The purpose of family therapy is to equip families with the tools needed to overcome difficulties with interpersonal relationships. The many issues the African-American culture face are more unstable and aggressive than those of other cultures. Therefore, without acquiring the skills needed; for instance, effective communication skills and problem-solving techniques, most African-American relationships normally end in divorce. According to a recent article published by Divorce360, 32% of African American couples ends in divorce (Moore, 2013). The reason the divorce rate is high is because most African Americans do not seek the therapeutic help they need to resolve problems within their relationship. The reason most African American do not seek outside help is because they are raised to believe outside help is not needed, or they have limited access to care, unable to pay for services, distrust of mental health professionals, or the anxiety associated with counseling. This paper will address, what led to the lack of trust and understanding involved in psychotherapy and why most African-American people do not seek therapeutic help The first premise of why African Americans do not seek therapeutic help is because they are raised to believe outside help is not needed. Reason being, the African-American population do not trust the medical or mental health community. African Americans are extremely careful about seeking help for mental health. Generally, because when mental health services were obtained in the past African Americans were given large amounts of medication, hospitalized rather than provided with outpatient treatment, and exposed to insensitive doctors or therapists who lacked the understanding of how treatment could benefit African Americans. For example, at the age of ten-years-old my mother had a nervous breakdown and was hospitalized for several months. When she was released the doctor gave her a medication to take three times a day. The medication was so strong all she did was sleep. However, there was nothing else ordered. Just like other possible clients, Black individuals have a fear that if they seek mental-health services they will be labeled “crazy” just like my mother was labeled. The reason African Americans are so hesitant to seek counseling services is because of an age-old saying, “What is said in this house stays in this house.” The second premise is African Americans have a greater distrust for the medical community, they believe medical organizations hold a racist approach to the way medical care is provided. Because of the “Tuskegee Syphilis Study” the African-American community has a greater distrusts of the health care system today. During the study, the government deceived African-American men to believe they were being treated for “bad blood” when actually; they were being used for medical experimentation (Gray, 1998). Since African Americans were held in such low social status they could neither consent nor refuse to participate in the study. The reluctance to seek help also goes back to slavery when they were abused by white doctors.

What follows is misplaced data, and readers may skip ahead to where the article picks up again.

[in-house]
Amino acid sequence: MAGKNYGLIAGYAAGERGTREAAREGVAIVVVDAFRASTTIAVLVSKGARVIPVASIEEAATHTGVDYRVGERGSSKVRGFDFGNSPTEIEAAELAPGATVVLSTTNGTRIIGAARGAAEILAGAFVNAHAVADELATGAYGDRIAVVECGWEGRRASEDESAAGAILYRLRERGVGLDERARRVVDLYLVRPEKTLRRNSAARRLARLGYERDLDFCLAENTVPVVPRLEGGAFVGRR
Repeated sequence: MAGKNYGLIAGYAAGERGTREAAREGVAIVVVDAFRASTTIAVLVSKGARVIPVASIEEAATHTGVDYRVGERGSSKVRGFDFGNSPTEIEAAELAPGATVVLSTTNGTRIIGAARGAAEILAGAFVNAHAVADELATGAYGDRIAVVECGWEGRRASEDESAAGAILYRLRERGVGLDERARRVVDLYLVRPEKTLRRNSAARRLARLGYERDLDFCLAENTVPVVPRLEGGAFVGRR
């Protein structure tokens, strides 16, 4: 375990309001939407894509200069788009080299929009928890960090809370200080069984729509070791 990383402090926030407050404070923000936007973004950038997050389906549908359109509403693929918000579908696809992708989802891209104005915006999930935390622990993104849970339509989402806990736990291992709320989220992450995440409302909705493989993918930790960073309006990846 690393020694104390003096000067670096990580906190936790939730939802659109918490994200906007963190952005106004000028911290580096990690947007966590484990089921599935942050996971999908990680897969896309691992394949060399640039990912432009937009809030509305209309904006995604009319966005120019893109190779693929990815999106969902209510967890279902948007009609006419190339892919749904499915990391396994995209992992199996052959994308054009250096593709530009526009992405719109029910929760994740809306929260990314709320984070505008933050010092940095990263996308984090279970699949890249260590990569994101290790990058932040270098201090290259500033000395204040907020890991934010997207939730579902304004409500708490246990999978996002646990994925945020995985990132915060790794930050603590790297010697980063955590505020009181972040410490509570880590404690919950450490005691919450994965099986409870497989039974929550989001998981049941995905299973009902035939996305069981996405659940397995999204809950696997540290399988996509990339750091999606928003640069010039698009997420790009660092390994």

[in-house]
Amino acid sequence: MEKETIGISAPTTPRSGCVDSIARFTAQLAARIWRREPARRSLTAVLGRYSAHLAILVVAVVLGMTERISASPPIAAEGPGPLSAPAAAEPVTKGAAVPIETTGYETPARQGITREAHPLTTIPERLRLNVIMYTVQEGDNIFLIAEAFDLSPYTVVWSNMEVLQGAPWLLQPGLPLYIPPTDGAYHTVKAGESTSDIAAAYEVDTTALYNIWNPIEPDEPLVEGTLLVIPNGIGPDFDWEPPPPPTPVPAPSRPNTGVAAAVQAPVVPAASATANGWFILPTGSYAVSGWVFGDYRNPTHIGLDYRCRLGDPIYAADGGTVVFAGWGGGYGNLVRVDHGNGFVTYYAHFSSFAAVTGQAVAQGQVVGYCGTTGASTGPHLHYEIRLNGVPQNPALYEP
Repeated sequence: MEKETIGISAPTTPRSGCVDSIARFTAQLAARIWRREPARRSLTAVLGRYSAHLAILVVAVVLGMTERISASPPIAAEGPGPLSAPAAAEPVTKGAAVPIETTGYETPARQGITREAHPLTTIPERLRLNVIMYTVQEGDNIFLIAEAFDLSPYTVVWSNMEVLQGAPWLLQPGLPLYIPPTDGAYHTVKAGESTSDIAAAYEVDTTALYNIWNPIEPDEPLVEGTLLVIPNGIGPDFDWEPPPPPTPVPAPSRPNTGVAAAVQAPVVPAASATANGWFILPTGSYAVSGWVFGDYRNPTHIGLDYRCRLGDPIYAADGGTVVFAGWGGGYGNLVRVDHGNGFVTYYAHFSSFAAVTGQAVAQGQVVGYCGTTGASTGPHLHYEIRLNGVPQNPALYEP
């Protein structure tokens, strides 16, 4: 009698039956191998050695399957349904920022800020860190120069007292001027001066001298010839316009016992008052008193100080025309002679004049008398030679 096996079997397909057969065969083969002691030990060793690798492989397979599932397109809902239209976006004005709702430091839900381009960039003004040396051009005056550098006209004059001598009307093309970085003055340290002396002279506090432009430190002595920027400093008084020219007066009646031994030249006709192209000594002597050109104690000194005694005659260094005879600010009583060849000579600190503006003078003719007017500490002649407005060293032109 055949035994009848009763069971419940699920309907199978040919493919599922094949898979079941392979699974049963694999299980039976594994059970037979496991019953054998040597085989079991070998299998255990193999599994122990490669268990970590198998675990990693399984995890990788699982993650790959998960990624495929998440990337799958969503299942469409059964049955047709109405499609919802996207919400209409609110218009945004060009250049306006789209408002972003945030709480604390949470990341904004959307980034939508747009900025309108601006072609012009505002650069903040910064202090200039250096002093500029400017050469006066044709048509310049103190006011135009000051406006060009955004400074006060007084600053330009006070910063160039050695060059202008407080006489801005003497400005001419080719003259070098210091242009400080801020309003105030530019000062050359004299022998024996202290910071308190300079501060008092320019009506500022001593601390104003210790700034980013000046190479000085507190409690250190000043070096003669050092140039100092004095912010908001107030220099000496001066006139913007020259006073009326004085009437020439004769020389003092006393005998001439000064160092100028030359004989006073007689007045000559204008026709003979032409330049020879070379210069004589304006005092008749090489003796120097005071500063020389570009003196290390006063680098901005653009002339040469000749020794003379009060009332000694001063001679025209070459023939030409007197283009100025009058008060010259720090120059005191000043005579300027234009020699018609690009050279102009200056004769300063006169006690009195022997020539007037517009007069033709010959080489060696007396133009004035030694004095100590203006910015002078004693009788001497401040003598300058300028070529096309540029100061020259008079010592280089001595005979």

The third premise is because clinicians disregard or is unaware of ethical considerations related to family structure, they undervalue ethics and ethical guiding principles, distress the family and distinct family members, or impair the original problem that led them to therapy. Therapist must consider and reference the following questions pertaining to family sturcture: How does structure influence the family? How high does acculturation go in the family? Are there additional cultural considerations to address in the family? To achieve greater functionality what changes need to occur? Does African-American history play a role in blacks receiving care? After the clinician has analyzed and answered these cultural questions about family structure within the African-American population, he or she can begin therapeutic counseling. The...
References: Fraser, J. S., & Solovey, A. D. (2007). Second order change in psychotherapy. Arlington, VA: American Psychological Association.
Gladding, S. T. (2007). Family therapy history, theory, and practice. Upper Saddle River, NJ: Pearson Education, Inc.
Gray, F. D. (1998). The Tuskegee Syphilis. Retrieved from http://www.history.ucsb.edu
Moore, D. (2013). African Americans are less likely to marry and more likely to divorce, study show. Retrieved from http://www.divorce360.com
Vetere, A. (2001). Structural family therapy. Child & Adolescence Mental Health, 6(3), 134. doi:10441453
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